A typo: Where you wrote “What we’d really like is to define an element of g”, I believe this should be “What we’d really like is to define an element of G”.

*Thanks — fixed. (And I like that bijection.)*

Consider the set S, a subset of GxGx…xG, the p-fold Cartesian product of G, where S = {(x_1, x_2, …, x_p): x_1*x_2*…*x_p = 1}. S is non-empty and in fact it is fairly easy to see that |S| = |G|^{p-1}.

Define an action of Z/p on S, where Z/p acts via cyclic permutations (as a subgroup of the symmetric group S_p). Then by the Orbit-Stabilizer theorem (and the fact that p is prime) every orbit of this action on S has size either 1 or p. An orbit of size 1 is a fixed point, and an element of S is fixed for all cyclic permutations if and only if it looks like (x,x,…,x). The collection of fixed points in non-empty; the element (1,1,…,1) is fixed. If there are ‘k’ fixed points, where k is at least 1, and ‘m’ orbits of size p, then we have

|S| = |G|^{p-1} = k + m*p

The left side is divisible by p so that implies that k>1. So there is a non-trivial element (x,x,…,x) in S (in fact at least p-1 such elements) such that x^p = 1 which is the required element of order p.

]]>The picture looks correct to me too.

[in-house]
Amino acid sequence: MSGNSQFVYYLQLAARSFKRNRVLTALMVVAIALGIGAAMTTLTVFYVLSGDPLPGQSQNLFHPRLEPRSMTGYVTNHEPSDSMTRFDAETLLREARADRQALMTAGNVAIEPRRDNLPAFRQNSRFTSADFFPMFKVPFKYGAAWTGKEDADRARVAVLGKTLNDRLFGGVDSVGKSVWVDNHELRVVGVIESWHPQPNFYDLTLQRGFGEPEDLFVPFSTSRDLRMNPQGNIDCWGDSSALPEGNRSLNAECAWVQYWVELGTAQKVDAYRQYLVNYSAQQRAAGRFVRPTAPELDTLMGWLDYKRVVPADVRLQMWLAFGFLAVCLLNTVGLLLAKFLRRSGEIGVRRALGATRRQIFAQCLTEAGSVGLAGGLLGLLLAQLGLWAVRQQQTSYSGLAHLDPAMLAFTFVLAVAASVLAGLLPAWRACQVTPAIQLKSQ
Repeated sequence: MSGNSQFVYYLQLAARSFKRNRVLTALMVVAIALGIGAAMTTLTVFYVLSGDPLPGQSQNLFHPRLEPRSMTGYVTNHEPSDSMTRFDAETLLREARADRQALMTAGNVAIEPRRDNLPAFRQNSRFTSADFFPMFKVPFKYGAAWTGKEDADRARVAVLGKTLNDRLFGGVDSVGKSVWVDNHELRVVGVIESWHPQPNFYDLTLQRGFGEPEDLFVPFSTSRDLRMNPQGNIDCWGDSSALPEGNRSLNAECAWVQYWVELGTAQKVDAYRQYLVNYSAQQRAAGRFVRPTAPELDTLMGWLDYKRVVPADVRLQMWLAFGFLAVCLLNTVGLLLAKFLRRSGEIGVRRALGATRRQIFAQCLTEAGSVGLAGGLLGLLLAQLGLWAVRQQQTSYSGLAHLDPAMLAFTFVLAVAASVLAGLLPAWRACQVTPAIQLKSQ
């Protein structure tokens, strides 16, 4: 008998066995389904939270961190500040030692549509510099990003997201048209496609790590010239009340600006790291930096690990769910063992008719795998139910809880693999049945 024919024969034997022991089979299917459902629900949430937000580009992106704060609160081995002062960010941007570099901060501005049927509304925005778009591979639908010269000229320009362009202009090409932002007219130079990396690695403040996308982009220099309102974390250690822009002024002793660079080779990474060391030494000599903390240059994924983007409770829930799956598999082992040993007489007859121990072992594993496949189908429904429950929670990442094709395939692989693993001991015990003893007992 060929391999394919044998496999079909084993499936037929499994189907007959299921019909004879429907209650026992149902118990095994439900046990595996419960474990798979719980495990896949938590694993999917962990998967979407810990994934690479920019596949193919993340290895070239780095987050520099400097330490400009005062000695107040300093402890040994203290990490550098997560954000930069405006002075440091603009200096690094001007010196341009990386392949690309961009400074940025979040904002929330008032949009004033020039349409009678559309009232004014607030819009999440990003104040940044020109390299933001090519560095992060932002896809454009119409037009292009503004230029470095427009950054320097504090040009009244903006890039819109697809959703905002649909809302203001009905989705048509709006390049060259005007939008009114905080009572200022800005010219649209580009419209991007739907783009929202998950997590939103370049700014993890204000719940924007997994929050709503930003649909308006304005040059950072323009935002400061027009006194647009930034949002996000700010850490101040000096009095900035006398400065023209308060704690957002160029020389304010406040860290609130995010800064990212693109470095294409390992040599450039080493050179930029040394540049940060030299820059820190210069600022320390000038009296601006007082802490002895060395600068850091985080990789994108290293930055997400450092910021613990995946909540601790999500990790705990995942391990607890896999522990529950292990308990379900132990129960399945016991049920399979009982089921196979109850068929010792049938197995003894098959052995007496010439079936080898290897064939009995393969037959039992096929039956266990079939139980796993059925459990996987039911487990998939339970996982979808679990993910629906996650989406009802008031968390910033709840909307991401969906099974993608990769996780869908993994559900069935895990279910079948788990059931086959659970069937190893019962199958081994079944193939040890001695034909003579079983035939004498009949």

]]>I am not sure what you mean. To get (iii) from (i). Rotate \pi/4 about the central axis (connecting the midpoints of the top face and the bottom face) and then \2pi/3 about the diagonal of the cube through . To get (ii) from (i) rotate \pi/4 about the central axis and reflect along the plane containing and normal parallel to (this is still a reflection… to see this, notice that the det of the operation is +1.(-1)=-1)

]]>*Many thanks — fixed now.*

I think you probably have to invoke orientations somehow, even if you disguise them. One way one might disguise them is to say something like this: imagine that you are walking from b to a in the first picture; then c is over to the right; the same must be true after a rotation; so once you’ve fixed a and b then you’ve fixed c and hence the whole linear map. (This is a bit like the right-hand rule applied to 0, a, b and c.)